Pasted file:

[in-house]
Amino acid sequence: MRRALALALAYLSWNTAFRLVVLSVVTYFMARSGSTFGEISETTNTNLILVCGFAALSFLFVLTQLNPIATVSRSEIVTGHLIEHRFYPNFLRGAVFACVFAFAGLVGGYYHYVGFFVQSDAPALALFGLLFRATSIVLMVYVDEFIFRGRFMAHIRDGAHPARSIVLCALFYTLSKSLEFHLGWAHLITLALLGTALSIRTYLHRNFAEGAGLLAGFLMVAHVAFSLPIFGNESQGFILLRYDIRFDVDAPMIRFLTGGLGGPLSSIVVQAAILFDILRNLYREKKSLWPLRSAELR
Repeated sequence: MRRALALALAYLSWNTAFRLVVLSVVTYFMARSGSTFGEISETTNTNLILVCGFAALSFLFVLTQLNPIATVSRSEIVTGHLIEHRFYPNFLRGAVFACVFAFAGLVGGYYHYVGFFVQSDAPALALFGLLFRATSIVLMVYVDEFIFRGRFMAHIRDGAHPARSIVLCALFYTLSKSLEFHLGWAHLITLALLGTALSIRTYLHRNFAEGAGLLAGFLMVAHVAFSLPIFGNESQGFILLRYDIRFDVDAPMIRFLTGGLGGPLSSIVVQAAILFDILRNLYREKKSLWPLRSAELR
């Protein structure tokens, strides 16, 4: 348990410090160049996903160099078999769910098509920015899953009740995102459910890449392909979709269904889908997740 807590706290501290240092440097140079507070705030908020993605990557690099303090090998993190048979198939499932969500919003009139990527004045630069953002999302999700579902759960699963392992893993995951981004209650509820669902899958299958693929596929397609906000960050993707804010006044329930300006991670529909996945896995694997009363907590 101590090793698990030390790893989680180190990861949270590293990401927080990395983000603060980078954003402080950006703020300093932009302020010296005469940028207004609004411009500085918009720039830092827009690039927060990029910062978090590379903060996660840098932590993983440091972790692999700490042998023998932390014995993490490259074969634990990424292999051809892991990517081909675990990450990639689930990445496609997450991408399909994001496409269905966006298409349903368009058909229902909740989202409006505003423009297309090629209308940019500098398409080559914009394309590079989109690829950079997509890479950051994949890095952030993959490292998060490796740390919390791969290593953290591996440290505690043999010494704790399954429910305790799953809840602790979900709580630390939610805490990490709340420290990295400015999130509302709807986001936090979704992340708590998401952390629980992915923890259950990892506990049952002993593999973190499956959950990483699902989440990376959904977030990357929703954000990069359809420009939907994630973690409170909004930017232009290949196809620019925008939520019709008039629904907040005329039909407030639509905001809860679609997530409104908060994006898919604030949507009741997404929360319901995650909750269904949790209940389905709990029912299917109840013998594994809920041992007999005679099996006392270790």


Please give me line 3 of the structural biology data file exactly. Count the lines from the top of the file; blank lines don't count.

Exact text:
Repeated sequence: MRRALALALAYLSWNTAFRLVVLSVVTYFMARSGSTFGEISETTNTNLILVCGFAALSFLFVLTQLNPIATVSRSEIVTGHLIEHRFYPNFLRGAVFACVFAFAGLVGGYYHYVGFFVQSDAPALALFGLLFRATSIVLMVYVDEFIFRGRFMAHIRDGAHPARSIVLCALFYTLSKSLEFHLGWAHLITLALLGTALSIRTYLHRNFAEGAGLLAGFLMVAHVAFSLPIFGNESQGFILLRYDIRFDVDAPMIRFLTGGLGGPLSSIVVQAAILFDILRNLYREKKSLWPLRSAELR